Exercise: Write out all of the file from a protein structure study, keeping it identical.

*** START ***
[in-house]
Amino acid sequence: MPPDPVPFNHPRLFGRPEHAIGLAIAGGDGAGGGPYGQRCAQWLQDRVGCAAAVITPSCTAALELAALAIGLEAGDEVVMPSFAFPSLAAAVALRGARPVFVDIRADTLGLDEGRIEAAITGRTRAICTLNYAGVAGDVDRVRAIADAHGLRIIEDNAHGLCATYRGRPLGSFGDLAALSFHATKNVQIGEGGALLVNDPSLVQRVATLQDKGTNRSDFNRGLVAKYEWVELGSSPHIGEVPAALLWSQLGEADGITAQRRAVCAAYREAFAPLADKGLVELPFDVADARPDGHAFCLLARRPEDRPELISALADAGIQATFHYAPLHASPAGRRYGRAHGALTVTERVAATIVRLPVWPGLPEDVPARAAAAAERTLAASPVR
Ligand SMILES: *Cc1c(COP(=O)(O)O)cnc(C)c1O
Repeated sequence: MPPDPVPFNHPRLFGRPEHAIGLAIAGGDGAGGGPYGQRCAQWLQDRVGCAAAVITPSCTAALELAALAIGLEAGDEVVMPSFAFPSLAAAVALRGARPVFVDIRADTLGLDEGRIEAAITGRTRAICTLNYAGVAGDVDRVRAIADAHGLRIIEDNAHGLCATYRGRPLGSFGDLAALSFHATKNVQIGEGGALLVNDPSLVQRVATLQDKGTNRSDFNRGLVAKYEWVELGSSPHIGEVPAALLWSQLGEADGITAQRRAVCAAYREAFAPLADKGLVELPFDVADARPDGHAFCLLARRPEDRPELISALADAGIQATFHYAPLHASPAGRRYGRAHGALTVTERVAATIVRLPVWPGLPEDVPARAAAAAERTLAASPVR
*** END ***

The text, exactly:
[in-house]
Amino acid sequence: MPPDPVPFNHPRLFGRPEHAIGLAIAGGDGAGGGPYGQRCAQWLQDRVGCAAAVITPSCTAALELAALAIGLEAGDEVVMPSFAFPSLAAAVALRGARPVFVDIRADTLGLDEGRIEAAITGRTRAICTLNYAGVAGDVDRVRAIADAHGLRIIEDNAHGLCATYRGRPLGSFGDLAALSFHATKNVQIGEGGALLVNDPSLVQRVATLQDKGTNRSDFNRGLVAKYEWVELGSSPHIGEVPAALLWSQLGEADGITAQRRAVCAAYREAFAPLADKGLVELPFDVADARPDGHAFCLLARRPEDRPELISALADAGIQATFHYAPLHASPAGRRYGRAHGALTVTERVAATIVRLPVWPGLPEDVPARAAAAAERTLAASPVR
Ligand SMILES: *Cc1c(COP(=O)(O)O)cnc(C)c1O
Repeated sequence: MPPDPVPFNHPRLFGRPEHAIGLAIAGGDGAGGGPYGQRCAQWLQDRVGCAAAVITPSCTAALELAALAIGLEAGDEVVMPSFAFPSLAAAVALRGARPVFVDIRADTLGLDEGRIEAAITGRTRAICTLNYAGVAGDVDRVRAIADAHGLRIIEDNAHGLCATYRGRPLGSFGDLAALSFHATKNVQIGEGGALLVNDPSLVQRVATLQDKGTNRSDFNRGLVAKYEWVELGSSPHIGEVPAALLWSQLGEADGITAQRRAVCAAYREAFAPLADKGLVELPFDVADARPDGHAFCLLARRPEDRPELISALADAGIQATFHYAPLHASPAGRRYGRAHGALTVTERVAATIVRLPVWPGLPEDVPARAAAAAERTLAASPVR